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Little People of the British Isles (The)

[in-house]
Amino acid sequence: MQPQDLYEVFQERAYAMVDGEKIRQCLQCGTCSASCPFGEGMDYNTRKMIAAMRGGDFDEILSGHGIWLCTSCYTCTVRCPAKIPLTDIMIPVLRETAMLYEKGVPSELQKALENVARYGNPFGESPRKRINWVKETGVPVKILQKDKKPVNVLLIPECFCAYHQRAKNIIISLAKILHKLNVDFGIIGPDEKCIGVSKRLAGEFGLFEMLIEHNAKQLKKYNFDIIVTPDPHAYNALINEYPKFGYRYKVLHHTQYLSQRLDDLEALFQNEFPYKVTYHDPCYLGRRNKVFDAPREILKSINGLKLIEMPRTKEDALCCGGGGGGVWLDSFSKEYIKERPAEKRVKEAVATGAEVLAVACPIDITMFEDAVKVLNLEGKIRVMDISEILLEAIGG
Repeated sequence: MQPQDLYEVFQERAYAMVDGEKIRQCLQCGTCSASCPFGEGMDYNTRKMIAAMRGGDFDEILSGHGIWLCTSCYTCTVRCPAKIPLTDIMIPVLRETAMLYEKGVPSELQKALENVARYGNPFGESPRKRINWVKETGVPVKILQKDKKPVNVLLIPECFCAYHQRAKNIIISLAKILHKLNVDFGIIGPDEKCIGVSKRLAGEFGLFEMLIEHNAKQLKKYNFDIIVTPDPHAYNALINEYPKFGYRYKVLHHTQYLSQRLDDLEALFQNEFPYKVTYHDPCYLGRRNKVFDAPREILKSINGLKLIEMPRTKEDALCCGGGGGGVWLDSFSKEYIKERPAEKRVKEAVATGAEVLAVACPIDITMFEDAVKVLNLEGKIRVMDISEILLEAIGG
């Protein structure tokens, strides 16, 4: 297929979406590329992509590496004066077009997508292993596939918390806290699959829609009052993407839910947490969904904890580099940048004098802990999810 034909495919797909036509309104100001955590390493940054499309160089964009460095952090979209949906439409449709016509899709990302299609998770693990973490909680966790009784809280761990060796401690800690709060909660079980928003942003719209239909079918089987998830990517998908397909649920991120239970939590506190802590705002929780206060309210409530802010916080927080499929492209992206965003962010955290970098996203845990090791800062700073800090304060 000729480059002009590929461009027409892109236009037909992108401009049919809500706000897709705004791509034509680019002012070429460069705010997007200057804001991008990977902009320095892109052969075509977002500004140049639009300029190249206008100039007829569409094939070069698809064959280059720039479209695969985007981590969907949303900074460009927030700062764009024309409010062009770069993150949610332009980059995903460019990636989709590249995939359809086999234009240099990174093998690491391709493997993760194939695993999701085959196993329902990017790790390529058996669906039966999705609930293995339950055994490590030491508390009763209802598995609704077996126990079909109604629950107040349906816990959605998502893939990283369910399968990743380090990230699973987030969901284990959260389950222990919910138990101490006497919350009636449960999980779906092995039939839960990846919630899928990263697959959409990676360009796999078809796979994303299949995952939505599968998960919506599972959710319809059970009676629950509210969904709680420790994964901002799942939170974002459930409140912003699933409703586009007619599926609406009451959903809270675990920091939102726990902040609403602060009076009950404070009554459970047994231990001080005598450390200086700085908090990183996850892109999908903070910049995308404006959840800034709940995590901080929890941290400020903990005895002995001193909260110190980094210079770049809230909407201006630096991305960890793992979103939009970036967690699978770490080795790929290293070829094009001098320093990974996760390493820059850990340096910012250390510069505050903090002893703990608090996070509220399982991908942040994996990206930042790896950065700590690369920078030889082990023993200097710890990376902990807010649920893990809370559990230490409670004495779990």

30 31 When Shakespeare wrote A Midsummers Night Dream he may have taken his inspiration from Cwm Pwca, or Pucks Valley, a fabled magical valley in the Brecon Mountains of Wales, alive with nature spirits in Welsh Ellyllon, Dynan or Pwca. The English Puck or Pouk, the Irish Phouka and their cousins the Welsh Pwca have all enjoyed popularity since Shakespeares time. Collectively, their favourite pastime is to mislead night travellers much in the same way as willothewisp, yet Puck is also the Mercurial trickster and prankster and will play mischievous practical jokes on humans much to the delight of himself and his fellows. He can shapeshift at will and turn into other species of fey as well as taking on the form of a horse, eagle, bat, or mule. Essentially the Pukas magical powers are used to aid and help honest folk and hinder those that are illdisposed, although he can also spread disorder wherever he pleases. This behaviour, much the same as exhibited by all fairy species, is particular to those that left for the wilderness during the Great Divide. These more untamed and little people are often less than wellrespected and thus viewed more spitefully and unpleasantly than they merit. vAles, vAlleys And dAles playful pranksters of pandemonium
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